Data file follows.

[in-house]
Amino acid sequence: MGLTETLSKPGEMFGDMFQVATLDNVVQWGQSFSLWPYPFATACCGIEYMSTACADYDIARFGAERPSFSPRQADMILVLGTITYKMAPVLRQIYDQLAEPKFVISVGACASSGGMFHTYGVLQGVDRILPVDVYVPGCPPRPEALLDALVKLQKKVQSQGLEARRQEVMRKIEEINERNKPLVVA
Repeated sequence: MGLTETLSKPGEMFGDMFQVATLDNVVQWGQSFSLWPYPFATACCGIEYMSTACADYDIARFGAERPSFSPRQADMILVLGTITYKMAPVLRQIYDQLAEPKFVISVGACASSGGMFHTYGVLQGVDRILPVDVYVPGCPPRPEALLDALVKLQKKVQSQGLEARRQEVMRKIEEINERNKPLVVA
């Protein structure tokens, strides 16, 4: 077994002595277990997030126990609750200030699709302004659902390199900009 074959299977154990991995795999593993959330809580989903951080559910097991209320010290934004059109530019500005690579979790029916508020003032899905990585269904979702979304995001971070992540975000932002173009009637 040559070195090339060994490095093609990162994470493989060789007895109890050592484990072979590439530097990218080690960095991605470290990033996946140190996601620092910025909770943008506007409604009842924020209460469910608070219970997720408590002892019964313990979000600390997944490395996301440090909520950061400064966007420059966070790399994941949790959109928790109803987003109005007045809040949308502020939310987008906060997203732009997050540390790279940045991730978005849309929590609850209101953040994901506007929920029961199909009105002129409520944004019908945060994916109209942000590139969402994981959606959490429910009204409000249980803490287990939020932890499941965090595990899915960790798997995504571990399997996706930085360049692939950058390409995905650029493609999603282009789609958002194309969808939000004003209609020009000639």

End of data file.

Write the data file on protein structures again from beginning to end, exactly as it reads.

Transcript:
[in-house]
Amino acid sequence: MGLTETLSKPGEMFGDMFQVATLDNVVQWGQSFSLWPYPFATACCGIEYMSTACADYDIARFGAERPSFSPRQADMILVLGTITYKMAPVLRQIYDQLAEPKFVISVGACASSGGMFHTYGVLQGVDRILPVDVYVPGCPPRPEALLDALVKLQKKVQSQGLEARRQEVMRKIEEINERNKPLVVA
Repeated sequence: MGLTETLSKPGEMFGDMFQVATLDNVVQWGQSFSLWPYPFATACCGIEYMSTACADYDIARFGAERPSFSPRQADMILVLGTITYKMAPVLRQIYDQLAEPKFVISVGACASSGGMFHTYGVLQGVDRILPVDVYVPGCPPRPEALLDALVKLQKKVQSQGLEARRQEVMRKIEEINERNKPLVVA
């Protein structure tokens, strides 16, 4: 077994002595277990997030126990609750200030699709302004659902390199900009 074959299977154990991995795999593993959330809580989903951080559910097991209320010290934004059109530019500005690579979790029916508020003032899905990585269904979702979304995001971070992540975000932002173009009637 040559070195090339060994490095093609990162994470493989060789007895109890050592484990072979590439530097990218080690960095991605470290990033996946140190996601620092910025909770943008506007409604009842924020209460469910608070219970997720408590002892019964313990979000600390997944490395996301440090909520950061400064966007420059966070790399994941949790959109928790109803987003109005007045809040949308502020939310987008906060997203732009997050540390790279940045991730978005849309929590609850209101953040994901506007929920029961199909009105002129409520944004019908945060994916109209942000590139969402994981959606959490429910009204409000249980803490287990939020932890499941965090595990899915960790798997995504571990399997996706930085360049692939950058390409995905650029493609999603282009789609958002194309969808939000004003209609020009000639």